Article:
trouble with militancy in prisons then one can only imagine what the situation here might be.

The Afghan and Italian examples cited above emphasise that the proximity of jailed extremists and common criminals serves as a fillip for militant recruitment. But the maltreatment of prisoners is equally problematic. Take, for example, Afghanistan’s notorious Pul-i-Charki prison on the eastern outskirts of Kabul. The facility is overcrowded, has a crumbling infrastructure, and lacks water and electricity. The staff is poorly paid, which leads to corruption. Prisoners have repeatedly protested the poor conditions, and after one inmate uprising turned violent in December 2008, government officials learnt that the prisoners had tried to contact the Taliban and Al Qaeda to help them escape. The same injustice that fosters militancy in society continues to take effect in jail cells.

It is on this count in particular that Pakistan must embrace prison reform as part of its counter-terrorism strategy. Our jails are crowded, squalid and staffed by corrupt officials. Visiting the prison in Sukkur in May this year, Chief Justice Iftikhar Mohammad Chaudhry criticised the “subhuman” conditions prisoners endure, and took note of the poor quality of the bread they’re fed. Torture is also common, and the death of militants in custody could serve as a rallying point for militants and criminals against abusive jailers. (Taliban commander Sher Muhammad Qasab’s recent death in custody reportedly owing to critical wounds sustained during a gun battle in Swat has already raised a few eyebrows in the international media.)

Besides hindering militant recruitment, prison reform is needed as a security measure. Last summer, 870 prisoners, including 400 Taliban militants, escaped from a high-security prison in Afghanistan’s Kandahar province during a well-planned Taliban assault. Taliban commanders quickly redeployed the escaped militants and terror attacks in the province spiked. In Pakistan, as the TTP begins to feel the post-operation crunch, similar attempts to free militants in captivity as a way to boost Taliban ranks are not inconceivable. Only state-of-the-art, maximum-security facilities can ensure that convicted militants stay behind bars.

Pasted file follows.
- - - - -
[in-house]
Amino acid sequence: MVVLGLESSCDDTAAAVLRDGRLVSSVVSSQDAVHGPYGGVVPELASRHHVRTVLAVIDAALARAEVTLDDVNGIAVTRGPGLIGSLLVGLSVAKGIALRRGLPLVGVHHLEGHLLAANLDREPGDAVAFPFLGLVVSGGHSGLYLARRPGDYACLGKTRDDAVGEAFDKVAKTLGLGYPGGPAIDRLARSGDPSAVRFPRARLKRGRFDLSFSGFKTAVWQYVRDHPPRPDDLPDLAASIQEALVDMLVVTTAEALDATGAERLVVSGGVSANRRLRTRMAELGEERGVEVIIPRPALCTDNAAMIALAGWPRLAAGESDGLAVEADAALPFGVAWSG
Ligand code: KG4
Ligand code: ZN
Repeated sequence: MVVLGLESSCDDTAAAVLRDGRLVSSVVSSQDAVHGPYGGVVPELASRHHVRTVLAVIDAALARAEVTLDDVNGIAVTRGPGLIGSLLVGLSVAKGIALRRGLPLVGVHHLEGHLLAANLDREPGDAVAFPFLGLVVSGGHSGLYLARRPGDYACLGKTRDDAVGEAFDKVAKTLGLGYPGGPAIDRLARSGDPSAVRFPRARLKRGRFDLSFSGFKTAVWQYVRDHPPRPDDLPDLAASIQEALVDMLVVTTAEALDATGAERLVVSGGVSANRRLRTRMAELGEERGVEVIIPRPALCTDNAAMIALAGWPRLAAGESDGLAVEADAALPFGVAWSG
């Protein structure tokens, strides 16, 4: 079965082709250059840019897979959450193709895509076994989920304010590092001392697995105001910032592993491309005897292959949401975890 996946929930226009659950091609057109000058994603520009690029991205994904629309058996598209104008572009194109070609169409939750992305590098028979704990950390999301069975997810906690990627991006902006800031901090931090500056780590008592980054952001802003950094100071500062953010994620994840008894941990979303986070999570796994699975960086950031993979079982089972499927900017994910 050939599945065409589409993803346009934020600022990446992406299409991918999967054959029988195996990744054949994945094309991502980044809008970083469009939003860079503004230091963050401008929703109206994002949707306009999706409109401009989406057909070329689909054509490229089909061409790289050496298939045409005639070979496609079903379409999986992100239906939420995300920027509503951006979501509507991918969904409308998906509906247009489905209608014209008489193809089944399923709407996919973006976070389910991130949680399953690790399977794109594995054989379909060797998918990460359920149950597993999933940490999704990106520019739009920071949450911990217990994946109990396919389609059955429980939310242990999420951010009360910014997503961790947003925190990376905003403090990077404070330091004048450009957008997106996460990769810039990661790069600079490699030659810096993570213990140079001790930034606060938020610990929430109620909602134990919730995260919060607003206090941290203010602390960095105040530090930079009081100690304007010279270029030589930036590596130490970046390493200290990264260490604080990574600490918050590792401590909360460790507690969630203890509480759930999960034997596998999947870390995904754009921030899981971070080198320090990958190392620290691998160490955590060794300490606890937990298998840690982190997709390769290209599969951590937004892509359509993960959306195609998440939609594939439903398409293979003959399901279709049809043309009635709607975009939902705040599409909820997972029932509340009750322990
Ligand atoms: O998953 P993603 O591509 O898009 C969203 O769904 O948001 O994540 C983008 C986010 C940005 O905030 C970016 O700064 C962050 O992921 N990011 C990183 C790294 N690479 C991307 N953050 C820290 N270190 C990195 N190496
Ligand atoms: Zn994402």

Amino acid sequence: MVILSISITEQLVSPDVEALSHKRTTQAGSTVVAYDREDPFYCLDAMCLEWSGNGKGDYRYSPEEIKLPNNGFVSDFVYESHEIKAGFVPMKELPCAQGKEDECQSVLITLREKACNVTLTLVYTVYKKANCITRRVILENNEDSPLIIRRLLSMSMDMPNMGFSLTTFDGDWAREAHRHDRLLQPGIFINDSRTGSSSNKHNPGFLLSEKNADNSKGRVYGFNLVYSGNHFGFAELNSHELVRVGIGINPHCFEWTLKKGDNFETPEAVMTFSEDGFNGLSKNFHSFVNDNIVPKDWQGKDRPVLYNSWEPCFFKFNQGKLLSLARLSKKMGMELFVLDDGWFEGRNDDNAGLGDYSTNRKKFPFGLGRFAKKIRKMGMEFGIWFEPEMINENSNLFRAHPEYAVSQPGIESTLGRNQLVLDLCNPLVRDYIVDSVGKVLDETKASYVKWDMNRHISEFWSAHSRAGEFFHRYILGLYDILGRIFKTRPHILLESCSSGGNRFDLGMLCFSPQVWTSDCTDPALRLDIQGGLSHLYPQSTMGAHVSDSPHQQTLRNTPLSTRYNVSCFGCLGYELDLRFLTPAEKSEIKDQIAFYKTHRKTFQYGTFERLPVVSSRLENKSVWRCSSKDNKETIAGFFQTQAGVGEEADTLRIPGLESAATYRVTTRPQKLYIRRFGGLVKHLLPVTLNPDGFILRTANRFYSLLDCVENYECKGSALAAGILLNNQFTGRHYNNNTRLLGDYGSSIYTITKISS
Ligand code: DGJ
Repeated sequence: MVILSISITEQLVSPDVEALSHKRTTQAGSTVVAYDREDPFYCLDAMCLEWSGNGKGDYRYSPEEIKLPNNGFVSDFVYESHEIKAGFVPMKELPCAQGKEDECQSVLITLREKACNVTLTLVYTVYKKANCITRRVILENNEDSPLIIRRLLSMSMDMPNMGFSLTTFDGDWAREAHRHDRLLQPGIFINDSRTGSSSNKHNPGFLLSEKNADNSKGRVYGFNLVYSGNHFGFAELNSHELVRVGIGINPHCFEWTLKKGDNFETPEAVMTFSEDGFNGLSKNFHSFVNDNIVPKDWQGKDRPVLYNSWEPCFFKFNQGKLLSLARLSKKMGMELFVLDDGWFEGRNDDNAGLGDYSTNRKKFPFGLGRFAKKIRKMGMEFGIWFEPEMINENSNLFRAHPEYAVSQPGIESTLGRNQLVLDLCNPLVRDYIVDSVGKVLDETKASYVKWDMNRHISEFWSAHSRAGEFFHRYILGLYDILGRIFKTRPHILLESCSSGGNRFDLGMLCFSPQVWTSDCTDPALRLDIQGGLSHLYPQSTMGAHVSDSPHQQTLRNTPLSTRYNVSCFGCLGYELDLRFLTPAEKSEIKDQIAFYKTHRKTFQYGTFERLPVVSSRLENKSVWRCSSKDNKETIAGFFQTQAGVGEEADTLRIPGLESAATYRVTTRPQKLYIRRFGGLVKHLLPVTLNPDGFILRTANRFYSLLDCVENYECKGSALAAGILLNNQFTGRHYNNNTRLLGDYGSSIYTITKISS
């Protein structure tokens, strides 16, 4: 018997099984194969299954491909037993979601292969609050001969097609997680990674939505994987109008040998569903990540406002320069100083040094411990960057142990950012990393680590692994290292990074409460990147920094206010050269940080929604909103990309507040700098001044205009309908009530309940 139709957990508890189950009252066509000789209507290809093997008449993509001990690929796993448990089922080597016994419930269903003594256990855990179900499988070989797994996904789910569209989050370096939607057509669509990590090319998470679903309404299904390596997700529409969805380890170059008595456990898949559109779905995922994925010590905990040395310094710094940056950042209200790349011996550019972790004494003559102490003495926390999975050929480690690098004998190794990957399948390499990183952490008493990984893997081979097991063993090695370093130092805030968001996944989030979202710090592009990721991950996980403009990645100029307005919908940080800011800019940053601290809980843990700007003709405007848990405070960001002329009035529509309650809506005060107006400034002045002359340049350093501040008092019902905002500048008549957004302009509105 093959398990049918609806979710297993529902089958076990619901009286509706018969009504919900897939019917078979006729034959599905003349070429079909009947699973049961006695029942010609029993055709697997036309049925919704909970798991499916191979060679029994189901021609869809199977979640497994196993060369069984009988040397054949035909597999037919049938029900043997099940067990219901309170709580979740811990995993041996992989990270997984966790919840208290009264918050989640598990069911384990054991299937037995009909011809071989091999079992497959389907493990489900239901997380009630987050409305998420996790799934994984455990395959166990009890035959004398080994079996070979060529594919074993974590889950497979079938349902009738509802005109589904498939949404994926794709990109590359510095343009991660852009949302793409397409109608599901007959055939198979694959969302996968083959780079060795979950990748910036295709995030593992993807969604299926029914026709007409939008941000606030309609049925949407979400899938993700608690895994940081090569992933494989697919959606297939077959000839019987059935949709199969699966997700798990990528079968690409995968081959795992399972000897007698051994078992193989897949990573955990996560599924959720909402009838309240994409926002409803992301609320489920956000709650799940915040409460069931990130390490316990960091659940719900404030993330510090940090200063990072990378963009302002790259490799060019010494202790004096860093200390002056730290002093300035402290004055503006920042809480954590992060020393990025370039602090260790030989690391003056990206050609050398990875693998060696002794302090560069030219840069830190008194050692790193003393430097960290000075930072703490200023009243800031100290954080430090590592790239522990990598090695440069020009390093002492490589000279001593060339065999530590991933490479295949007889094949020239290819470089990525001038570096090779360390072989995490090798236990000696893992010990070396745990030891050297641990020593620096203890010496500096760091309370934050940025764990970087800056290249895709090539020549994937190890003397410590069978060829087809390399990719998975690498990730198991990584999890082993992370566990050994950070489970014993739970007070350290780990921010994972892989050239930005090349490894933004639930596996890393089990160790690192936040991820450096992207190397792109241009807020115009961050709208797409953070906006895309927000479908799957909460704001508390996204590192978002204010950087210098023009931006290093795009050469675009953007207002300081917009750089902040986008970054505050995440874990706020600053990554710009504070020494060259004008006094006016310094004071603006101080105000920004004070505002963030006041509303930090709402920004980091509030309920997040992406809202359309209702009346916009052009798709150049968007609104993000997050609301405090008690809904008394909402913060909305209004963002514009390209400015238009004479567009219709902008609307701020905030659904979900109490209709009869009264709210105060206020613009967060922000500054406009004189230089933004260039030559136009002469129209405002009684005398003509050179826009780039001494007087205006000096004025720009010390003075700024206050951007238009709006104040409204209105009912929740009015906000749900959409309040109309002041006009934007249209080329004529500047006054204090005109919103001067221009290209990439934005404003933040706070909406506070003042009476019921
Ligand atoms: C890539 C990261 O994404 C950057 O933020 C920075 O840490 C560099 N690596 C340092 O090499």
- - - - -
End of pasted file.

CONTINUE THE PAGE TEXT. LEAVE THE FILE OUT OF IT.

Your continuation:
Finally, prison reform is essential because when Pakistani government officials get overwhelmed, they do stupid things. Post-9/11 terror sweeps inundated our prisons with terror suspects in 2001. As detention capacity fell short, interior ministry officials printed out a declaration form that asked militants to declare that they would ‘give up militancy for good.’ The plan was for police to keep an eye on militants who signed the form to ensure that they lived up to promises of good conduct. Less than a decade later, we had thousands of TTP fighters take control of Fata and Malakand. This time around, as the army crackdown continues to put militants behind bars, lets ensure they stay there at least long enough to see the inside of an anti-terrorism court.